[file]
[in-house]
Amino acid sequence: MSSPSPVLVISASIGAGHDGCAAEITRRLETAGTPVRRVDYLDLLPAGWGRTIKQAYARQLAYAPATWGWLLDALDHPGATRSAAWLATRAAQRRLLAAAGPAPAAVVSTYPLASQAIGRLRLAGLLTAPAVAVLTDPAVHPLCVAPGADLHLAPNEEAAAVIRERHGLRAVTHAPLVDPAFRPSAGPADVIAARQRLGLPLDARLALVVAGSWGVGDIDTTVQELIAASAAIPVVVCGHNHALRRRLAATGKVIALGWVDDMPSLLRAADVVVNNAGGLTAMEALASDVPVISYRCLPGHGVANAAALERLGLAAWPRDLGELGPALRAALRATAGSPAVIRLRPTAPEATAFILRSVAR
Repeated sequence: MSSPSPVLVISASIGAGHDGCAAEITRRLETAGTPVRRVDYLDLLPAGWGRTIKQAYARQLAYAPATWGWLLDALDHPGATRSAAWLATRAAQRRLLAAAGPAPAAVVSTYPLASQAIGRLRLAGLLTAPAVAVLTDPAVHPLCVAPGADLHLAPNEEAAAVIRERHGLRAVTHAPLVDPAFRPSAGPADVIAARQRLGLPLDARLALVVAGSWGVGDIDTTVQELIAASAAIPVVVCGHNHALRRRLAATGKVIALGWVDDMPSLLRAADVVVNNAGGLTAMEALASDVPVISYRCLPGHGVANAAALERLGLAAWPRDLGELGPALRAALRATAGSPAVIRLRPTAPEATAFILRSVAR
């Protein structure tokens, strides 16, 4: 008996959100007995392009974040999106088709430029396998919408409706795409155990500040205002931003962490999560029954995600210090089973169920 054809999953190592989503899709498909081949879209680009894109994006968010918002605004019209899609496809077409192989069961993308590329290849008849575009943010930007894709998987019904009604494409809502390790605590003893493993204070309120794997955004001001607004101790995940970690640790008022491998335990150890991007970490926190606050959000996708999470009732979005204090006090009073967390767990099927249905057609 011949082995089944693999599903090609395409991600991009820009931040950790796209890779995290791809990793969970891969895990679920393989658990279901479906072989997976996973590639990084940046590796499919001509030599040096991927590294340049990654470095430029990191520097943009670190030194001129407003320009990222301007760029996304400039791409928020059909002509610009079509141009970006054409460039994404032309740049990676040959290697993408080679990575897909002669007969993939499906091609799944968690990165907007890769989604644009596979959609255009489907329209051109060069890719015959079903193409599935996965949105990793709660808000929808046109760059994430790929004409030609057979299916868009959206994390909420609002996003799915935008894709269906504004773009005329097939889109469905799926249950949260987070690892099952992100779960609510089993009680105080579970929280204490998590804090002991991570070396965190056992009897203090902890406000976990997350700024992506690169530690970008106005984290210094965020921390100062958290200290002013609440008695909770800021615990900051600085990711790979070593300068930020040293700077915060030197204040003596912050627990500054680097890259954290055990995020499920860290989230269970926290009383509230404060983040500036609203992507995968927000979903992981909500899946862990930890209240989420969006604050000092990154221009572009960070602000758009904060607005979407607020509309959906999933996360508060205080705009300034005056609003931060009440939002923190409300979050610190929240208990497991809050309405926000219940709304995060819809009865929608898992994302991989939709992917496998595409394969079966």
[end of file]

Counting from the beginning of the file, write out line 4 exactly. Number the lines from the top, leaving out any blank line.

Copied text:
């Protein structure tokens, strides 16, 4: 008996959100007995392009974040999106088709430029396998919408409706795409155990500040205002931003962490999560029954995600210090089973169920 054809999953190592989503899709498909081949879209680009894109994006968010918002605004019209899609496809077409192989069961993308590329290849008849575009943010930007894709998987019904009604494409809502390790605590003893493993204070309120794997955004001001607004101790995940970690640790008022491998335990150890991007970490926190606050959000996708999470009732979005204090006090009073967390767990099927249905057609 011949082995089944693999599903090609395409991600991009820009931040950790796209890779995290791809990793969970891969895990679920393989658990279901479906072989997976996973590639990084940046590796499919001509030599040096991927590294340049990654470095430029990191520097943009670190030194001129407003320009990222301007760029996304400039791409928020059909002509610009079509141009970006054409460039994404032309740049990676040959290697993408080679990575897909002669007969993939499906091609799944968690990165907007890769989604644009596979959609255009489907329209051109060069890719015959079903193409599935996965949105990793709660808000929808046109760059994430790929004409030609057979299916868009959206994390909420609002996003799915935008894709269906504004773009005329097939889109469905799926249950949260987070690892099952992100779960609510089993009680105080579970929280204490998590804090002991991570070396965190056992009897203090902890406000976990997350700024992506690169530690970008106005984290210094965020921390100062958290200290002013609440008695909770800021615990900051600085990711790979070593300068930020040293700077915060030197204040003596912050627990500054680097890259954290055990995020499920860290989230269970926290009383509230404060983040500036609203992507995968927000979903992981909500899946862990930890209240989420969006604050000092990154221009572009960070602000758009904060607005979407607020509309959906999933996360508060205080705009300034005056609003931060009440939002923190409300979050610190929240208990497991809050309405926000219940709304995060819809009865929608898992994302991989939709992917496998595409394969079966």